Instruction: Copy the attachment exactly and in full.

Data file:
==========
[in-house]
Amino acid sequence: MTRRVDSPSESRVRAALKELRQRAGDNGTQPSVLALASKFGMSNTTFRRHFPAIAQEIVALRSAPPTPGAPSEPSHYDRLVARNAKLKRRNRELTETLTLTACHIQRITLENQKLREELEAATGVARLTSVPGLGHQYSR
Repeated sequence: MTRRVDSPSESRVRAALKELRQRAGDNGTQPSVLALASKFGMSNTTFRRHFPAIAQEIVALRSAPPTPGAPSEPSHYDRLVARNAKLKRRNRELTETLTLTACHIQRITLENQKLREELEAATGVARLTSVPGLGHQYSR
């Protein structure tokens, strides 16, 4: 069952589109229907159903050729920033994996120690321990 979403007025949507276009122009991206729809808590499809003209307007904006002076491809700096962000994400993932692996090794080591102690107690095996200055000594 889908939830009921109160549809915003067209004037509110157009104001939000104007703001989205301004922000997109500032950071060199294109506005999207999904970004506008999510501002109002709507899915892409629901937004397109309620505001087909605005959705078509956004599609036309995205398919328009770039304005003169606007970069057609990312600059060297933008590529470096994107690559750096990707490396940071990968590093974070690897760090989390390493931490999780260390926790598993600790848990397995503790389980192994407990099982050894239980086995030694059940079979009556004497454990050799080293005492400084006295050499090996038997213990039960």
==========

[in-house]
Amino acid sequence: MTRRVDSPSESRVRAALKELRQRAGDNGTQPSVLALASKFGMSNTTFRRHFPAIAQEIVALRSAPPTPGAPSEPSHYDRLVARNAKLKRRNRELTETLTLTACHIQRITLENQKLREELEAATGVARLTSVPGLGHQYSR
Repeated sequence: MTRRVDSPSESRVRAALKELRQRAGDNGTQPSVLALASKFGMSNTTFRRHFPAIAQEIVALRSAPPTPGAPSEPSHYDRLVARNAKLKRRNRELTETLTLTACHIQRITLENQKLREELEAATGVARLTSVPGLGHQYSR
């Protein structure tokens, strides 16, 4: 069952589109229907159903050729920033994996120690321990 979403007025949507276009122009991206729809808590499809003209307007904006002076491809700096962000994400993932692996090794080591102690107690095996200055000594 889908939830009921109160549809915003067209004037509110157009104001939000104007703001989205301004922000997109500032950071060199294109506005999207999904970004506008999510501002109002709507899915892409629901937004397109309620505001087909605005959705078509956004599609036309995205398919328009770039304005003169606007970069057609990312600059060297933008590529470096994107690559750096990707490396940071990968590093974070690897760090989390390493931490999780260390926790598993600790848990397995503790389980192994407990099982050894239980086995030694059940079979009556004497454990050799080293005492400084006295050499090996038997213990039960």